Thursday, March 20, 2008
Record Labels: Shut Up. You Are Passive Distributors.
Lou Reed was belaboring the obvious in his South by Southwest keynote speech, when he told the audience that there was no reason for any budding musician to sign with a major label. Not only does Internet distribution cancel any good purpose labels might serve, Reed said, but they often stand in the way of effective marketing or visibility.
Case in point, Nashville teen-punk band Be Your Own Pet. The band lamented that Universal forced them to take three songs off the just-released second album, Get Awkward. So big deal, they'll release the songs as an EP. Universal execs whined that they were violent or uncomfortable, and chances are I might not have liked them, but that's for the listener to decide, right?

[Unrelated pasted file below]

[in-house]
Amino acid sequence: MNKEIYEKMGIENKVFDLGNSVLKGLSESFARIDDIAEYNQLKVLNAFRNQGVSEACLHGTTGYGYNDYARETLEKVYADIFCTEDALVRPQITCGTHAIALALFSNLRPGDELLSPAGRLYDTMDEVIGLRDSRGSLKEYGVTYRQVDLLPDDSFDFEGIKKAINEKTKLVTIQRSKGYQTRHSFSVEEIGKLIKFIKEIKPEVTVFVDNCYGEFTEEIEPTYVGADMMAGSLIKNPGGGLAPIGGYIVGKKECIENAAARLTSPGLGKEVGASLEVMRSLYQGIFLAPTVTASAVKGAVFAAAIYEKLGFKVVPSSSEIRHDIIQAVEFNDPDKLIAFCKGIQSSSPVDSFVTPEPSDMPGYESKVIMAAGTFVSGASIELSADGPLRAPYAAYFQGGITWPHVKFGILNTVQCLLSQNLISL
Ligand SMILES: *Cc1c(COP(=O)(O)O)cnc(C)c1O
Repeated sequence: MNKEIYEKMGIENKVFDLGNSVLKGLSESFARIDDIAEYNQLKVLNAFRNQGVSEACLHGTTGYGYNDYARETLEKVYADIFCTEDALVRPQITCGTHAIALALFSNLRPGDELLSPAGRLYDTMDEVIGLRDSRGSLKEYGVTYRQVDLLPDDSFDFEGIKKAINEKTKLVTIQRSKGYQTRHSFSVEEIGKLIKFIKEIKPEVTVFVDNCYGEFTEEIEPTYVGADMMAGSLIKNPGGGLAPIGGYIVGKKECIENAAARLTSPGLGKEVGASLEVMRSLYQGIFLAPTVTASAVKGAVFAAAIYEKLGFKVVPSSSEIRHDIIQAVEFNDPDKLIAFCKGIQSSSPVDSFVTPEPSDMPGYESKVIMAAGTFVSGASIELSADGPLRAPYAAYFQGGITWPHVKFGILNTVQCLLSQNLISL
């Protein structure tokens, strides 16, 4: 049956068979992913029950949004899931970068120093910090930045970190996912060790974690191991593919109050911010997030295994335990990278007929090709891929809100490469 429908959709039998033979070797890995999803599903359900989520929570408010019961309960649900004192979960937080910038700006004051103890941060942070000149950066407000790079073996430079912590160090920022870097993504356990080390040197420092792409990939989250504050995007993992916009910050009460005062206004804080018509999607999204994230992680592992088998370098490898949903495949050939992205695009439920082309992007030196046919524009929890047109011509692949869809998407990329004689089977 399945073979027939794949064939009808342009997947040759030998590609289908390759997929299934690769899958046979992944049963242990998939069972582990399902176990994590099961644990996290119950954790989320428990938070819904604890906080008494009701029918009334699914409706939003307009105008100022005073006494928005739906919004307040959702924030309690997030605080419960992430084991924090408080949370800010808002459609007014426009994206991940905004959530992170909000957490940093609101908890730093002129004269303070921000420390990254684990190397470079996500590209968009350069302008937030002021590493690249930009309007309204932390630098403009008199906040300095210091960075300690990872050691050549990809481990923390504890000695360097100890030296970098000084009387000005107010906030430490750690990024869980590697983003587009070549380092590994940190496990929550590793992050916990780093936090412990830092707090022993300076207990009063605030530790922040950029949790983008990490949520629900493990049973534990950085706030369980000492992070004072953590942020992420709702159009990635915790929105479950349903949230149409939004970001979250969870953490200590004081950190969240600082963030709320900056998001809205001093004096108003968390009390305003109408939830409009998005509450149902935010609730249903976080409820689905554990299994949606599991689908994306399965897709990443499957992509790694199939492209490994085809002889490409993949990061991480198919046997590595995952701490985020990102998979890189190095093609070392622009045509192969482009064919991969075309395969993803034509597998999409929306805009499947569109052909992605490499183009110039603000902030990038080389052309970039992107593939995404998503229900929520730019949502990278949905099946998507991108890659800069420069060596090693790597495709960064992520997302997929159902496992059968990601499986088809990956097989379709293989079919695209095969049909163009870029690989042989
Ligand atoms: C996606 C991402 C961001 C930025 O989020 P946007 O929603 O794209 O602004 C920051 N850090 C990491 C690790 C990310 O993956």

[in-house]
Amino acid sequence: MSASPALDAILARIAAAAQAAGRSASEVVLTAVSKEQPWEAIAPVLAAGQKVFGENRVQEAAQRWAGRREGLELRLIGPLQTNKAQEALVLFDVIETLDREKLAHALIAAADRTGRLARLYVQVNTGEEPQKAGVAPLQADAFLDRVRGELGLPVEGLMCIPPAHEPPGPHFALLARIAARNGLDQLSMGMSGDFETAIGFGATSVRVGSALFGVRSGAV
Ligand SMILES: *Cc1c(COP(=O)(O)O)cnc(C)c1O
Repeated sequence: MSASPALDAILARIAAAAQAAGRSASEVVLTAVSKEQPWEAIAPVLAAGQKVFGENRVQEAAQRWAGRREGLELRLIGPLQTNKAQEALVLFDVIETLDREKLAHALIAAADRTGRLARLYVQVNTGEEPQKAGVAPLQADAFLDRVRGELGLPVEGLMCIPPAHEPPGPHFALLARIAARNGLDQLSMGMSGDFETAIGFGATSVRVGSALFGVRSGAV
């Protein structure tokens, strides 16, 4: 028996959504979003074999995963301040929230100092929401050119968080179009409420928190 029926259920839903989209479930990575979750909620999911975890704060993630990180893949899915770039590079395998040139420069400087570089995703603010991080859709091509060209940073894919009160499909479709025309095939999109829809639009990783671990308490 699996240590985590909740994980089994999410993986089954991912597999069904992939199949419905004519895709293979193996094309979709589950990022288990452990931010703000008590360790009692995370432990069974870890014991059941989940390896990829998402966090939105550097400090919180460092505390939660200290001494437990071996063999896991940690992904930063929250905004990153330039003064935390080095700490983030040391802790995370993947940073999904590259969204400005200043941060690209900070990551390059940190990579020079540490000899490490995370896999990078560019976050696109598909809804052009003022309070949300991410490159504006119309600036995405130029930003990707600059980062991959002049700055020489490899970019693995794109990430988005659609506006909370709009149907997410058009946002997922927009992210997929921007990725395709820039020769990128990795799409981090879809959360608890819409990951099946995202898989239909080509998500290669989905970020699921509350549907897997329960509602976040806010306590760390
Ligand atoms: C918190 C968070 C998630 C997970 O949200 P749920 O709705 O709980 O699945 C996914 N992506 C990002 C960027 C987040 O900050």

One of the reasons labels join the despicable RIAA is that they're uncomfortable with the notion of being passive distributors of an artist's work, with no say-so in shaping the artist's direction -- or serving as censor, for that matter. But a terminal patient does not get to choose mode of survival. When broadband communications debuted a few years ago, large telephone and cable companies said they didn't like the notion of serving as commodity bit-pumps. Analysts told them they'd better be quick in moving to value-added services. Censorship or control over the bit-pipe was not an option, as Congress told Comcast recently. Content shapers like music labels and film/video production companies are in the same boat. They will end up being commodity distributors unless they figure out useful ways to help artists and consumers alike. Maybe Be Your Own Pet was naive and dumb to let Universal determine content, but Universal was about two decades too late in even attempting such a thing. As Lou Reed said, it would be better for everyone if music labels simply died. In the meantime, they'd better just shut up and get out of the way, and realize they have little practical function in life except aiding distribution of content.